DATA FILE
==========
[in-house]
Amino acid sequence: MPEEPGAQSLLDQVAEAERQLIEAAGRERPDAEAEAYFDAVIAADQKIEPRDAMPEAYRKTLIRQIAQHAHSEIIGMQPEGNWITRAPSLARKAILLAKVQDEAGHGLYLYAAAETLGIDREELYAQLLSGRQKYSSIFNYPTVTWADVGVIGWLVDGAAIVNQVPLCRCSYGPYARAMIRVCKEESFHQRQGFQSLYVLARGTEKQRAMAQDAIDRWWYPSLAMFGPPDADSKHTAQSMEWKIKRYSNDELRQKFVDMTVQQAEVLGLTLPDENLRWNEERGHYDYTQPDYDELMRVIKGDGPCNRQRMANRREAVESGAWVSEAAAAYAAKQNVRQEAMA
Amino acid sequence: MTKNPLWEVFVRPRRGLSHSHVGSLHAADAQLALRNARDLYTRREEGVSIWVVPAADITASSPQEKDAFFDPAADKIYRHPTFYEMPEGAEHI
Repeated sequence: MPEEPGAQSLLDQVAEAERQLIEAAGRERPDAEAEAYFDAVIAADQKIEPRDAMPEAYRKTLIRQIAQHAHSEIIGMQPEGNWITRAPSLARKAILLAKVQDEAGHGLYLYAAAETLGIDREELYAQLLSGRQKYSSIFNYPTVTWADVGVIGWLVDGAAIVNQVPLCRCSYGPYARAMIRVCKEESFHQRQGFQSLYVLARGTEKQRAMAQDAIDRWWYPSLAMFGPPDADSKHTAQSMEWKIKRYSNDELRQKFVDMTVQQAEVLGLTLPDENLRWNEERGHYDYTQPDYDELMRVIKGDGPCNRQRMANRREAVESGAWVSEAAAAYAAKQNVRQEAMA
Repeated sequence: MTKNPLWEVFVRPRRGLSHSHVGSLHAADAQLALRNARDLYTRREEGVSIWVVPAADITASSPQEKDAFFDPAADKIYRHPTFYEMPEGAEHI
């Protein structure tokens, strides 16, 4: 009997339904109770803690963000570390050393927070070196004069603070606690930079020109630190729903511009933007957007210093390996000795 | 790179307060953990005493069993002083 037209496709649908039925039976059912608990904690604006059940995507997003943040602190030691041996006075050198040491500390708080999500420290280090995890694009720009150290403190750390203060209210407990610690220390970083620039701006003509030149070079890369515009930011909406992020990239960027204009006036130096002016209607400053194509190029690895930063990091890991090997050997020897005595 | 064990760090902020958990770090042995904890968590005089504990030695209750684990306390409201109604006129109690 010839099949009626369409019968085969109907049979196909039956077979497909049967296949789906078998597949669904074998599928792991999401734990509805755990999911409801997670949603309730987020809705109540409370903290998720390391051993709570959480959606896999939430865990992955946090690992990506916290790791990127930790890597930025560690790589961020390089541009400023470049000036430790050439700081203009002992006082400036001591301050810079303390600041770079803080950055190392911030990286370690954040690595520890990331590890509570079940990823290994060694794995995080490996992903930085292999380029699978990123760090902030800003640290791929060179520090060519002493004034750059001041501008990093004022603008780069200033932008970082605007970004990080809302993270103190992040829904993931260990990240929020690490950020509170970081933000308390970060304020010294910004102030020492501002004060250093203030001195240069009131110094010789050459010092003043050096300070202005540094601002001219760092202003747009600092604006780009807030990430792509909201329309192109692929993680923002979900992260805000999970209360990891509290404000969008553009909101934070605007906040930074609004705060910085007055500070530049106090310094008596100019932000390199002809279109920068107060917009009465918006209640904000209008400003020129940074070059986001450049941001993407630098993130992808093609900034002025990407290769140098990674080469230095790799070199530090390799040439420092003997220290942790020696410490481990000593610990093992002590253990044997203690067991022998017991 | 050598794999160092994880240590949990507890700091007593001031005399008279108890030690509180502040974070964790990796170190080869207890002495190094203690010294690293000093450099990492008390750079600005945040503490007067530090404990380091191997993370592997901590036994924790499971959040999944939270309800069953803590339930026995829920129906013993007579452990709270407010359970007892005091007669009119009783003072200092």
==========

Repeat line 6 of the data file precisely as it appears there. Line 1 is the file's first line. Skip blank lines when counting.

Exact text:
């Protein structure tokens, strides 16, 4: 009997339904109770803690963000570390050393927070070196004069603070606690930079020109630190729903511009933007957007210093390996000795 | 790179307060953990005493069993002083 037209496709649908039925039976059912608990904690604006059940995507997003943040602190030691041996006075050198040491500390708080999500420290280090995890694009720009150290403190750390203060209210407990610690220390970083620039701006003509030149070079890369515009930011909406992020990239960027204009006036130096002016209607400053194509190029690895930063990091890991090997050997020897005595 | 064990760090902020958990770090042995904890968590005089504990030695209750684990306390409201109604006129109690 010839099949009626369409019968085969109907049979196909039956077979497909049967296949789906078998597949669904074998599928792991999401734990509805755990999911409801997670949603309730987020809705109540409370903290998720390391051993709570959480959606896999939430865990992955946090690992990506916290790791990127930790890597930025560690790589961020390089541009400023470049000036430790050439700081203009002992006082400036001591301050810079303390600041770079803080950055190392911030990286370690954040690595520890990331590890509570079940990823290994060694794995995080490996992903930085292999380029699978990123760090902030800003640290791929060179520090060519002493004034750059001041501008990093004022603008780069200033932008970082605007970004990080809302993270103190992040829904993931260990990240929020690490950020509170970081933000308390970060304020010294910004102030020492501002004060250093203030001195240069009131110094010789050459010092003043050096300070202005540094601002001219760092202003747009600092604006780009807030990430792509909201329309192109692929993680923002979900992260805000999970209360990891509290404000969008553009909101934070605007906040930074609004705060910085007055500070530049106090310094008596100019932000390199002809279109920068107060917009009465918006209640904000209008400003020129940074070059986001450049941001993407630098993130992808093609900034002025990407290769140098990674080469230095790799070199530090390799040439420092003997220290942790020696410490481990000593610990093992002590253990044997203690067991022998017991 | 050598794999160092994880240590949990507890700091007593001031005399008279108890030690509180502040974070964790990796170190080869207890002495190094203690010294690293000093450099990492008390750079600005945040503490007067530090404990380091191997993370592997901590036994924790499971959040999944939270309800069953803590339930026995829920129906013993007579452990709270407010359970007892005091007669009119009783003072200092």